Wolf Richter: America’s Largest Utility Jacks up Rates the Most Since 2006 Despite Total Collapse of Natural Gas Prices

By Wolf Richter, a San Francisco based executive, entrepreneur, start up specialist, and author, with extensive international work experience. Originally published at Wolf Street

“We want our customers and their families to know that we are here to help them make smart energy choices and save money whenever possible,” cooed Laurie Giammona, senior VP and chief customer officer of Pacific Gas and Electric, on Wednesday between Christmas and New Year’s, when no one was supposed to pay attention.

It was the propitious day when the beloved utility that distributes gas and electricity in the northern two-thirds of California announced that on January 1st it would jack up its rates.

America’s largest electric utility and the second largest gas utility by number of customers, the utility whose 2010 gas-pipeline explosion in San Bruno, just south of San Francisco, killed 8 people, injured another 66, and burned down 38 homes, the utility that is still digging in its heels after five years since the explosion and is now under investigation by the California Public Utilities Commission because it failed to deliver certain documents, the very same PUC that is being probed by a federal grand jury for potential illegal ties between the regulators and the executives of PG&E in this ballooning corruption scandal … well, this beloved utility now has announced a very special New Year’s resolution.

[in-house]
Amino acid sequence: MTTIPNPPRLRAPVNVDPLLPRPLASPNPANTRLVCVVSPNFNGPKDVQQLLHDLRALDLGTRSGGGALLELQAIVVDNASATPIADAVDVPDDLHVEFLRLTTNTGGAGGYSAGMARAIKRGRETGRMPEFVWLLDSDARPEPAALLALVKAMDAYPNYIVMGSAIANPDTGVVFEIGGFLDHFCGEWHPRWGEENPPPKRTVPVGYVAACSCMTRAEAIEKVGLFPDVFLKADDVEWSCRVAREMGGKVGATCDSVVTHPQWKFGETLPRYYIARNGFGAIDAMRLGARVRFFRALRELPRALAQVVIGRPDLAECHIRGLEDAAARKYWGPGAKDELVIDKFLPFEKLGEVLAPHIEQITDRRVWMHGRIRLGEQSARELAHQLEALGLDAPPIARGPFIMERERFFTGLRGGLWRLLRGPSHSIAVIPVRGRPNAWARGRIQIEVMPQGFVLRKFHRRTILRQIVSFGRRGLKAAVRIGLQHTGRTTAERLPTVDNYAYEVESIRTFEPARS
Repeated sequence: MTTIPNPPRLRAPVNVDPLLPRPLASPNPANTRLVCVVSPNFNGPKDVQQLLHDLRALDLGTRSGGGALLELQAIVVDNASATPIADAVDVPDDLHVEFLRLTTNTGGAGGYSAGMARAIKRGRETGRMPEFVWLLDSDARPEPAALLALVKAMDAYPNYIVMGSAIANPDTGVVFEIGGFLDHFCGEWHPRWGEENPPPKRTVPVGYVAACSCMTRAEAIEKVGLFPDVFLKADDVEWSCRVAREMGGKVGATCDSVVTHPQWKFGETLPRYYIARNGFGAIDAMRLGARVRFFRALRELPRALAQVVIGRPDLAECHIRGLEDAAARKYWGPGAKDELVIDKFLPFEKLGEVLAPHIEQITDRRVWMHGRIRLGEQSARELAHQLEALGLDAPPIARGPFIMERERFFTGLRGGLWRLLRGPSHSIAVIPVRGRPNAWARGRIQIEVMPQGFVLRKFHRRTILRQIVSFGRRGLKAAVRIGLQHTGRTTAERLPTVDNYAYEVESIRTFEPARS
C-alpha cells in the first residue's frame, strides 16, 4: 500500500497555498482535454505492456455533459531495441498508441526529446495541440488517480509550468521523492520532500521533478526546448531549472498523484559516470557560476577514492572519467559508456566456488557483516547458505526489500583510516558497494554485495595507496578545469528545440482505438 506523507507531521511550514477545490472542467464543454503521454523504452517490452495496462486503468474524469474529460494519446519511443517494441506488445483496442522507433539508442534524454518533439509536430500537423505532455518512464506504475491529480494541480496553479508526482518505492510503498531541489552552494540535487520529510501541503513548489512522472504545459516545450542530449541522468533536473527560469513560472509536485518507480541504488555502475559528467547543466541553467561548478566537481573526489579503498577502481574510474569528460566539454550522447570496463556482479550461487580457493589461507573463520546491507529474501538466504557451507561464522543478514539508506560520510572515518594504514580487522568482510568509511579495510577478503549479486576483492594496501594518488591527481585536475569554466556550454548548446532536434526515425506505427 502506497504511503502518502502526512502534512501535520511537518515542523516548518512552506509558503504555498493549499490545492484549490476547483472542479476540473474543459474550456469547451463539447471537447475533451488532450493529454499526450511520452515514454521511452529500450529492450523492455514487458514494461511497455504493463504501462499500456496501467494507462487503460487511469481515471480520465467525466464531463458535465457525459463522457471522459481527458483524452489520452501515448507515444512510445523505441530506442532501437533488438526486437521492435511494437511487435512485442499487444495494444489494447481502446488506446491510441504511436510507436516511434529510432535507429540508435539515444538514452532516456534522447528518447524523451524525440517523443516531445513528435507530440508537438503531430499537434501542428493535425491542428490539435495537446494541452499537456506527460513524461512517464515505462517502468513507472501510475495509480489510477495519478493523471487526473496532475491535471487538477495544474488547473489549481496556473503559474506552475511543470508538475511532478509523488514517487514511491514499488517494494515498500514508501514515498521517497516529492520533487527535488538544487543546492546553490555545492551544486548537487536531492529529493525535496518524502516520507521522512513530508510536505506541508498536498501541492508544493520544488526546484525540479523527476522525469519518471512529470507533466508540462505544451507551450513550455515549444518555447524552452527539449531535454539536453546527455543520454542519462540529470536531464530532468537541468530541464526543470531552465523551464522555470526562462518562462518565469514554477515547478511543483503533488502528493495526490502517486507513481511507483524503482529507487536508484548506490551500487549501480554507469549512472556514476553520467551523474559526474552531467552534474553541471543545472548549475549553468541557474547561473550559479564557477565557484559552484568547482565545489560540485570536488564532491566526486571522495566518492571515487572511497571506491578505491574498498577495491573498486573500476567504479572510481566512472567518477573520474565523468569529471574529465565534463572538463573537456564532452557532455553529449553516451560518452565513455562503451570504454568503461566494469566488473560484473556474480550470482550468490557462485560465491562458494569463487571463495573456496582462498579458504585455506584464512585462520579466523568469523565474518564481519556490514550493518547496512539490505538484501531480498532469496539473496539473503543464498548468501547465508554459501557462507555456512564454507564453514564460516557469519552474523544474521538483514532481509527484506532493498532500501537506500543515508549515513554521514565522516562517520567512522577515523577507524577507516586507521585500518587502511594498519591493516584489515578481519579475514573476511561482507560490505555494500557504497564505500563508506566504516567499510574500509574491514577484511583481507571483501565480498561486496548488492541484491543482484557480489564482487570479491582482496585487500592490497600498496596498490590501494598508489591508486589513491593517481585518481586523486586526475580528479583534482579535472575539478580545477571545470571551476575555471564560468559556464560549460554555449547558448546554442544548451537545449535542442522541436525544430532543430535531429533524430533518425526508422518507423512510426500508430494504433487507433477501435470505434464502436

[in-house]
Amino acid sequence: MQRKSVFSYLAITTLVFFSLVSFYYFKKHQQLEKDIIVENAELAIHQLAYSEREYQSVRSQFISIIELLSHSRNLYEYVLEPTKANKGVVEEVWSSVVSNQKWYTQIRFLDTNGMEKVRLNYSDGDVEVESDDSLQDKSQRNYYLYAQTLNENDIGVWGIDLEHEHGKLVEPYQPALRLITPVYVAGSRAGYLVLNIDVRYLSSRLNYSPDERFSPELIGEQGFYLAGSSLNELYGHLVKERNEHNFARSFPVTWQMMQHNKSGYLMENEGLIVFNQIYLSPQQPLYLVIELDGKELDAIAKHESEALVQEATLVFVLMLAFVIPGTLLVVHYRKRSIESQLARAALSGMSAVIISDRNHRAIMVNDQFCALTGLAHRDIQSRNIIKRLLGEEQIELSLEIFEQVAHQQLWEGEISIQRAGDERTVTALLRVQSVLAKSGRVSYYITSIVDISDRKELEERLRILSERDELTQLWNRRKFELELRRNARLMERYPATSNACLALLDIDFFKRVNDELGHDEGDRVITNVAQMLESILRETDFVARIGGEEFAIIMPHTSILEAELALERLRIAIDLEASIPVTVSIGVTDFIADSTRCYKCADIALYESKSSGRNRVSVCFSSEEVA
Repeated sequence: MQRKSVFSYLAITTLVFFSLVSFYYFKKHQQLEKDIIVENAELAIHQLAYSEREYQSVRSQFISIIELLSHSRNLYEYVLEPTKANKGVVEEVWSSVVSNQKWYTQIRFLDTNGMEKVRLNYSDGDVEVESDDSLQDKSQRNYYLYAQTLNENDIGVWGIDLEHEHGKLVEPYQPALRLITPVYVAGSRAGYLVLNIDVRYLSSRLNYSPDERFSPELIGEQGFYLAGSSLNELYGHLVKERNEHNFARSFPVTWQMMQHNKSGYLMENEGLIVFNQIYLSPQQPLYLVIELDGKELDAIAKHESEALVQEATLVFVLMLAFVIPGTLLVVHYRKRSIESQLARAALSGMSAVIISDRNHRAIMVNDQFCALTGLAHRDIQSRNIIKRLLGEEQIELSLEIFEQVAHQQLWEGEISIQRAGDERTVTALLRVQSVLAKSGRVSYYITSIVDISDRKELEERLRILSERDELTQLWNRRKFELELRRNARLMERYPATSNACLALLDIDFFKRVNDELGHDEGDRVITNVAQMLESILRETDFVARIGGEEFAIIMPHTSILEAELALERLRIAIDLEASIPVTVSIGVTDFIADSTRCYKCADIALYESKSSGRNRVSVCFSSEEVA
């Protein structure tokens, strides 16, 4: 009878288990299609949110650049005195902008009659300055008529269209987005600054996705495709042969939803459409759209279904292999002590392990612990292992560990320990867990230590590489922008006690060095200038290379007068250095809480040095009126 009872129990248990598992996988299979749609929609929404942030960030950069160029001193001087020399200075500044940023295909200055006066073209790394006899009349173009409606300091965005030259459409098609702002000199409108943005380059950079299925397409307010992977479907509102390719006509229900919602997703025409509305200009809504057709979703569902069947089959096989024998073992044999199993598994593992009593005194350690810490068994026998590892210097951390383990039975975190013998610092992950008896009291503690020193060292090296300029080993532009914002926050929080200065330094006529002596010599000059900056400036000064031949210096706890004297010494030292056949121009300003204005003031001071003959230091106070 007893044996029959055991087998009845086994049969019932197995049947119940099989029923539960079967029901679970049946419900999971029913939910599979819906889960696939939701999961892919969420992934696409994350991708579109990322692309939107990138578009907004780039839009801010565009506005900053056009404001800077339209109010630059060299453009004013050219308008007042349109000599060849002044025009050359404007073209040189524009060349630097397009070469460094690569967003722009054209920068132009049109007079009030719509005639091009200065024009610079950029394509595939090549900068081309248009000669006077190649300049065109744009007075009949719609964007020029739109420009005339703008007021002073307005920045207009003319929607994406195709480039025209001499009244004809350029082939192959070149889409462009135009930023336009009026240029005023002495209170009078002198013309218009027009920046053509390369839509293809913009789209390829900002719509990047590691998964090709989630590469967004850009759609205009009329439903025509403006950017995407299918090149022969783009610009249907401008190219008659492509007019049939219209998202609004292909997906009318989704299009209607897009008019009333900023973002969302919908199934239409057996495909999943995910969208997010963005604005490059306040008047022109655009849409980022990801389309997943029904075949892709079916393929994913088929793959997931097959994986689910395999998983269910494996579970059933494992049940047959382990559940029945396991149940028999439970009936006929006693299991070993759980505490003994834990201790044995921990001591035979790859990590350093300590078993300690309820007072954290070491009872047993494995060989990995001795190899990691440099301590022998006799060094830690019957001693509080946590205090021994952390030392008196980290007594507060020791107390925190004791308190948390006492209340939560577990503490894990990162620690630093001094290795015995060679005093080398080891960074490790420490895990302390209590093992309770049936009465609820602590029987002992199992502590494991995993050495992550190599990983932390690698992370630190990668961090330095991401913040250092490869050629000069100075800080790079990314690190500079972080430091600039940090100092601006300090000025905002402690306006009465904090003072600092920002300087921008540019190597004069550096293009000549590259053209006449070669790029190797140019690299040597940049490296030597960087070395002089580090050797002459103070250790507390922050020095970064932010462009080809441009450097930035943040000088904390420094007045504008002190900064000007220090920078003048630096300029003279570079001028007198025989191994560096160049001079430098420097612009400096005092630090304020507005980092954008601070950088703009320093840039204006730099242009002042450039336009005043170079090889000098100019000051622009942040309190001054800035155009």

It will hike natural gas rates for the average residential customer by 4.0% and electricity rates by a stunning 8.5%, for a combined rate increase of 7%, the steepest since 2006.

The average small business is going to get whacked by a combined rate increase of 5.1%.

That’s on top of the 6% rate increase it had successfully inflicted on its customers a year ago.

Rate Increases, Despite a Plunge in the Price of Natural Gas

That plunge started in 2008 and has hit new lows on December 17, when the price of natural gas hit $1.68 per million Btu at the NYMEX, the lowest since March 23, 1999. When adjusted for inflation, it was below the prices tracked by NYMEX going back to 1990. This historic price collapse has been eviscerating the US natural gas industry and its investors [read…  Carnage in US Natural Gas as Price Falls off the Chart.]